Don’t let Coca-Cola and Pepsi set up bottling plants unless they have a roadmap to replenish drinking water availability

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Updated: March 3, 2017 3:49:58 PM

The latest development in Tamil Nadu today is that the Madurai bench of the Madras High Court has dismissed two PILs against the supply of Thamirabarani water to Pepsi and Coca-Cola.

This mass sentiment against MNC beverage brand is not new to the state. (Reuters)

The latest development in Tamil Nadu today is that the Madurai bench of the Madras High Court has dismissed two PILs against the supply of Thamirabarani water to Pepsi and Coca-Cola. Are you wondering what the PILs against Pepsi and Coca-Cola are all about? Should you be happy or concerned about this development? Here’s a quick reference:

In the aftermath of the Jallikattu protest, protesters and traders are pitching for a ban on Pepsi and Coca-Cola and they are raising tough questions: “Why should we allow MNCs to exploit our state’s water resources at throw-away prices so that they can get us to buy branded beverages that harm our body and our environment?”

Clearly, the traders in Tamil Nadu are determined to boycott Coke and Pepsi. During the Jallikkattu protests, the protesters had stated that they do not want to drink any soft drink that is manufactured in the US. This mass sentiment against MNC beverage brand is not new to the state. Remember, two years ago, a Coca-Cola bottling plant was initially planned in Erode district but had to be canceled following a huge mass agitation.

Poorva Joshipura,CEO, PETA India told FE Online, ” Neither of these corporations are related to People for the Ethical Treatment of Animals (PETA) India or the totally separate entity, PETA in the US, a fact that jallikattu demonstrators either fail or refuse to grasp. Attempting to draw a link between an animal protection group and these corporations is ridiculous and has no grounding in truth.

Should agitators in Tamil Nadu be concerned about ethics and health, we urge them to join PETA India in peacefully calling for a boycott of all fish, chicken and other meat shops, or is the honest fact that they really like to see animals tortured, as they are during jallikattu, after all?”

Two major traders associations in Tamil Nadu have already sent out their verdict, loud and clear – Say no to Coke and Pepsi – boycott these brands! The traders are pitching for local beverage brands like Kalimark’s Bovonto, Amrutanjan’s Fruitnik as well as Parle’s Frooti.

Also Read: Why students are at the forefront of the Jallikattu movement at Marina Beach?

Most shopkeepers across the state are refusing to accept fresh stocks of Coke and Pepsi but the truth is that local products may not be able to fill in for Coke and Pepsi, which reportedly account for 90% of the market and as products, they enjoy much popularity with the young crowd.

A critical point is that many consumers are divided and not fully informed about the issue and its implications on health and environment. Not every consumer wants to be told what is good for health – they assume they know what is best for themselves – but where does that assumption spring from – data? Hardly possible, given that most studies on the consumption of these beverages point clearly to the consequences on health and environment.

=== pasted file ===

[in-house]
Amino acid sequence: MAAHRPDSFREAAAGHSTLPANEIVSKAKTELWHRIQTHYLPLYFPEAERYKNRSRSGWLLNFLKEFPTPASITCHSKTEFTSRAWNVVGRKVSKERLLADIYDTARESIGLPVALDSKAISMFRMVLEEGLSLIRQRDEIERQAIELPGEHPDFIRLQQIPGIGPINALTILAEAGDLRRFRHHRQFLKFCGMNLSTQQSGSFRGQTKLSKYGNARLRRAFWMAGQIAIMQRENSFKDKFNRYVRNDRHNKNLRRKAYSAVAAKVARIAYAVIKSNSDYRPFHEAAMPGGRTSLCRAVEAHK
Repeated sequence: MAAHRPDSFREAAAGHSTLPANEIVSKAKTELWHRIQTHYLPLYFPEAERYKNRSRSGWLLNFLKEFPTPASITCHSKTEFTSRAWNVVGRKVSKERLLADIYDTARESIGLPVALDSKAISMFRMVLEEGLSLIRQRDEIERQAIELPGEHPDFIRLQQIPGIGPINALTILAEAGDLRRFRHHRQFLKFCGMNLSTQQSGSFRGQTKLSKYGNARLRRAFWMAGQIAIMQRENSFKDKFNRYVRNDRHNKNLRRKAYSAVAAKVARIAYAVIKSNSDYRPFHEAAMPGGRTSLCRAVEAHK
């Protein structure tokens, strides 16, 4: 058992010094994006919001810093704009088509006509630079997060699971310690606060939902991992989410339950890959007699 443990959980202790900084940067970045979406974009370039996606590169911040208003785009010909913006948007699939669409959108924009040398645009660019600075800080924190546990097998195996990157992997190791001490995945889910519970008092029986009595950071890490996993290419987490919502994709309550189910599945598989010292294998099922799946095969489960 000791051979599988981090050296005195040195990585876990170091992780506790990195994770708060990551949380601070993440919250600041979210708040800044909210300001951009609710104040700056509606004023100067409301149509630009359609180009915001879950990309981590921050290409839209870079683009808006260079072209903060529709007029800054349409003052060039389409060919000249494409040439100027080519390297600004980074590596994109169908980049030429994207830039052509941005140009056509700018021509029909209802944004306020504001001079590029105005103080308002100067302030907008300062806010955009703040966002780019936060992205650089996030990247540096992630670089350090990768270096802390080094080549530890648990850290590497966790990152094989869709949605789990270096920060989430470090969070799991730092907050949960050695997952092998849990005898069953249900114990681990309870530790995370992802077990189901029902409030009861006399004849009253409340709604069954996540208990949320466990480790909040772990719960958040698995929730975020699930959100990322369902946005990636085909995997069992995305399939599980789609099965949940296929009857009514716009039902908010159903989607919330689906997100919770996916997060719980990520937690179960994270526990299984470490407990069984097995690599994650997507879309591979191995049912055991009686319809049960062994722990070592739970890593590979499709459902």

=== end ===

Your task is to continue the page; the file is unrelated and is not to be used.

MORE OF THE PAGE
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In November 2016, the Madurai bench of the Madras High Court had issued an interim stay on the water supply being given to Pepsico’s water purification plant for its Aquafina brand and Coca-Cola’s bottling plant in Tirunelveli district. Reason? Brace yourself for some hard facts and a dose of grim reality!

The water for the Coca-Cola and Pepsi plants would have been taken from the Thamirabarani river – which serves as a lifeline for the farmers in the region who need water for paddy irrigation. The protesting farmers were lathi-charged by the police and the plants became operational!

Also Read: What Kamal Haasan meant when he spoke on the ban on jallikattu

This intensified the battle for justice – it took a lawyer from Tirunelveli to move the court on this issue. He raised serious contentions that every Indian should consider:

1. When the drinking needs of people are barely met, how can MNC bottling plants be allowed to get away with more water at the cost of the farmer’s access to water for irrigation?

2. The water that is being diverted to Pepsico and Coca-Cola were being allotted at throwaway prices – benefiting the MNCs and exploiting precious river water that farmers of the region needed.

3. Coca-Cola and Pepsi Co were supposed to provide jobs to the people in the region and ensure drinking water supply during the years of drought but they did not honor their side of the agreement.

In Kerala’s Palakkad, a similar controversy was triggered and Coca-Cola was forced to shut down in 2004 as people protested over the depletion of groundwater and dumping of toxic effluents. The Kerala State Pollution Control Board confirmed in its report that there were dangerous levels of cadmium found in the sludge!

Also Read: Kerala to lead by example with environment-friendly rituals

The tough fight by Tamil Nadu’s traders has just begun – this may become a full-fledged agitation for a healthy and sustainable environment. Water is becoming increasingly scarce and the fact is that we don’t have enough drinking water available across most of our villages or cities. If bottling plants of Coca-Cola and Pepsi use our ground water and river water resources at throwaway prices, what will our farmers do for irrigation?

Don’t let Coca-Cola and Pepsi set up bottling plants unless they can come up with a time-bound roadmap to replenish drinking water availability.

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